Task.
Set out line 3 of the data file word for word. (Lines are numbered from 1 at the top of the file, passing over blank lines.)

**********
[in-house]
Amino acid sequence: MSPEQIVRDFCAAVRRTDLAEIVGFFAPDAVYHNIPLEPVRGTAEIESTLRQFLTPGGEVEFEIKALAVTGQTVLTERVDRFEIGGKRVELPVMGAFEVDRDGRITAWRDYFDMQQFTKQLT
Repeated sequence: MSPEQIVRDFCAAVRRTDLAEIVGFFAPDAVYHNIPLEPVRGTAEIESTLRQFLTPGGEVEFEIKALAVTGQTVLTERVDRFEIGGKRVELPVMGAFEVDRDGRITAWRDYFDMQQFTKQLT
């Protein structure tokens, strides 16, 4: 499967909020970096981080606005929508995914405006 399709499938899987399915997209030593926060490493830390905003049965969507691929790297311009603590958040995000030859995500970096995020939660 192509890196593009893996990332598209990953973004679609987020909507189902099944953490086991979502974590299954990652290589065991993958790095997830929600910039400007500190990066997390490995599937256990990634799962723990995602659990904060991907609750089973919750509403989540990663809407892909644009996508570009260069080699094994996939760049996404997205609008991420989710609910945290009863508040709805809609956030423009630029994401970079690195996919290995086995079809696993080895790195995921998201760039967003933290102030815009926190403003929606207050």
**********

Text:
Repeated sequence: MSPEQIVRDFCAAVRRTDLAEIVGFFAPDAVYHNIPLEPVRGTAEIESTLRQFLTPGGEVEFEIKALAVTGQTVLTERVDRFEIGGKRVELPVMGAFEVDRDGRITAWRDYFDMQQFTKQLT